The poster boy for the campaign against making snap judgments was back on the MTS Centre ice on Thursday.
Some never forgave defenceman Johnny Oduya for his rocky outing in the new Winnipeg Jets' first-ever game. "Free pizzas," was how Jets coach Claude Noel termed a few giveaways against the Montreal Canadiens.
Other fans never warmed to the now 32-year-old native of Stockholm and had no regret when he was traded to the Chicago Blackhawks for two draft picks at the deadline in 2012.
But Oduya, the soft-spoken Sweden now gobbling up more than 20 minutes per game for Joel Queneville's Hawks, has his Stanley Cup ring.
And no regrets about being in Winnpeg.
"I would say it was only positive," Oduya said before Chicago took on the Jets Thursday night. "It was what it was in Atlanta and when I left here, I said they had something in the makings.
"The organization was great and everybody around the team was great and the city and the fans love hockey."
From the outside now, Oduya nearly pleaded with fans here to refrain from those snap judgments.
"Just give it a little bit more time," he said Thursday. "It's not easy. You have... not baggage, but you have traditions that came with the 10 years in Atlanta. It takes time to change that over, get some newer, younger guys in as time goes along here.
"I loved it here for the time I was here, same for Atlanta. Hockey wasn't a (big) thing there, but l loved the city. I have no regrets at all. I was lucky to be there and here."
Oduya had plenty to contribute to the Hawks' Cup run in the shortened season, including three goals and eight points in 23 playoff games.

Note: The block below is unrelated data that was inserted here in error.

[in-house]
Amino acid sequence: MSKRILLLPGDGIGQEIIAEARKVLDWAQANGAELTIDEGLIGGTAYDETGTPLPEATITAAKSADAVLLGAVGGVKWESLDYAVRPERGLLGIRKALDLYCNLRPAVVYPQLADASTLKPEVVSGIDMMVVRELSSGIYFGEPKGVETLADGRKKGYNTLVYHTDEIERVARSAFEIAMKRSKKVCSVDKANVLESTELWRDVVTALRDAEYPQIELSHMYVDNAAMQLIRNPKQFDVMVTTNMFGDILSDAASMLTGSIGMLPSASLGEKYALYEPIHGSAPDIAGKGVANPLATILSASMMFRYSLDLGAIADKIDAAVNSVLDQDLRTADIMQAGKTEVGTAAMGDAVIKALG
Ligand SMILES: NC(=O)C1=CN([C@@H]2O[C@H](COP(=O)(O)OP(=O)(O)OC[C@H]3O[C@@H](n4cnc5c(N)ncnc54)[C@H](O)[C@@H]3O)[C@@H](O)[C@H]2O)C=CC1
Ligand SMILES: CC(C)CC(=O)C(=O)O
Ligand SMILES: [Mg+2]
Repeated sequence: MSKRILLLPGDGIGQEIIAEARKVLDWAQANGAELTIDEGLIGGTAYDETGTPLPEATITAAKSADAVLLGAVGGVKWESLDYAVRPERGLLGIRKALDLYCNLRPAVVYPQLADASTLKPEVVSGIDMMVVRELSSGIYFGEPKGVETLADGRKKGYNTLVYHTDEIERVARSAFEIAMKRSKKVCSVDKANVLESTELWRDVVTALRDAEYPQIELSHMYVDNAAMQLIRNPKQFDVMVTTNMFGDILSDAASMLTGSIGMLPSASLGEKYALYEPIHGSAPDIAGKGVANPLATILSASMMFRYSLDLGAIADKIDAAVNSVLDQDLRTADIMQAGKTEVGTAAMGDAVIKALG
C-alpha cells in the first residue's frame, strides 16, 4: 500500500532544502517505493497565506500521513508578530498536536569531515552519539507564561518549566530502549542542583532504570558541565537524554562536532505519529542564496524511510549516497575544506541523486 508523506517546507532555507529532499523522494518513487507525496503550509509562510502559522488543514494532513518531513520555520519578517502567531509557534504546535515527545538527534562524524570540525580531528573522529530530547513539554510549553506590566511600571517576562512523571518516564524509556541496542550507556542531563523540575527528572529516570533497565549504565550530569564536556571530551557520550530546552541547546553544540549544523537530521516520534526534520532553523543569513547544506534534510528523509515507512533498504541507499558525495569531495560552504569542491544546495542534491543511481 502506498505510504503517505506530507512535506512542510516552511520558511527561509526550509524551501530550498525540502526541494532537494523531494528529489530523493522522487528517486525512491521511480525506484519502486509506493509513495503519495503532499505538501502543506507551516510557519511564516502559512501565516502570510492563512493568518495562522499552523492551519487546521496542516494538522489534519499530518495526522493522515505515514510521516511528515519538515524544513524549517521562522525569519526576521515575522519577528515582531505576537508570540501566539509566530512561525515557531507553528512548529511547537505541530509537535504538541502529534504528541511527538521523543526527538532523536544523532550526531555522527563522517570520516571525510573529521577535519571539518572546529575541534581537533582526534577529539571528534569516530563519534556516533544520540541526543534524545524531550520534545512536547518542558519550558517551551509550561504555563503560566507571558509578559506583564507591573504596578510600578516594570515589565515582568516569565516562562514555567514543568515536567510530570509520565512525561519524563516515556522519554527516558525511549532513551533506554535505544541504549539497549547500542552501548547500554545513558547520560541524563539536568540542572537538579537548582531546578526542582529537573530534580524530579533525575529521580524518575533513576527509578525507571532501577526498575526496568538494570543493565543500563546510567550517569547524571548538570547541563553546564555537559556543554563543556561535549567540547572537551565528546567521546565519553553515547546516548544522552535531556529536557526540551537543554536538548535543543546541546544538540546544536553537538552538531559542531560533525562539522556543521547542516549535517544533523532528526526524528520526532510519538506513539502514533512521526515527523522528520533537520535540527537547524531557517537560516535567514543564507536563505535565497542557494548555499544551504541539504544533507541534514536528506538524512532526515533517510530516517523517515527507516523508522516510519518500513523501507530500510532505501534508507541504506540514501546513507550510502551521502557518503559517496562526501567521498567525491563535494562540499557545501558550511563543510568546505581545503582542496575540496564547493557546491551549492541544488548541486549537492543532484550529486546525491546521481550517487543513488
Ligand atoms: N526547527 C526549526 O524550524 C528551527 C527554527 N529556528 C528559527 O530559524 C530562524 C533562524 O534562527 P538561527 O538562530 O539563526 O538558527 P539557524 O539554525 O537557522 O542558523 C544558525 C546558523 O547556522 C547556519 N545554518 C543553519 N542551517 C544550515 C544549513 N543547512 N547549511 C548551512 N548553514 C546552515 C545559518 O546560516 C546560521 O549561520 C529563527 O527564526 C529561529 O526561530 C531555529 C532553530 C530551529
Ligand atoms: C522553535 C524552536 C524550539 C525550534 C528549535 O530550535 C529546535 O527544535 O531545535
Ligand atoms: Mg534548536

The rewards included the much sought after label of a winner, and a healthy sized Stanley Cup ring.
"Wear it? Not that much," Oduya smiled on Thursday.
"I've had a couple of opportunities where you could wear it, but it's pretty big and I have small hands. It's like, enormous. But I'm sure there will be times to wear it.
"One of my buddies has a wedding this summer so I might bring it to that, things like that. It's mostly for showing people, like at your house. Lots of people want to see it when they come over and it's all good and fun.
Wearing it will be a lot tougher."
The fun is part of his job desciption as far as Oduya is concerned.
"It's been a fun time in Chicago," he said. "Not happy that half a year disappeared for the lockout, but overall it's been a very good experience.
"When I came I felt like I fit in almost perfectly right away. The type of system, being a kind of support guy to some of the guys that have some heavier minutes like (Duncan Keith) and (Brent Seabrook), that was a role that fit me pretty good.
"I had responsibility to play against top lines at times. And I can use my skating both ways to create some offence, too, and play on the PK. I like the role I've been given. It fits me pretty good."
He said the moving from the Jets to an elite team was "fuel" for him.
"I've changed teams before and it's always something new but usually it's something that fuels me," Oduya said. "I feel that I have to be on top of my game, have to show that I belong. Coming to a team like this where there's so much skill and already a Cup two years before, you want to prove you're good enough to play here.
"At least that's what I had in my mind."
And now on his finger.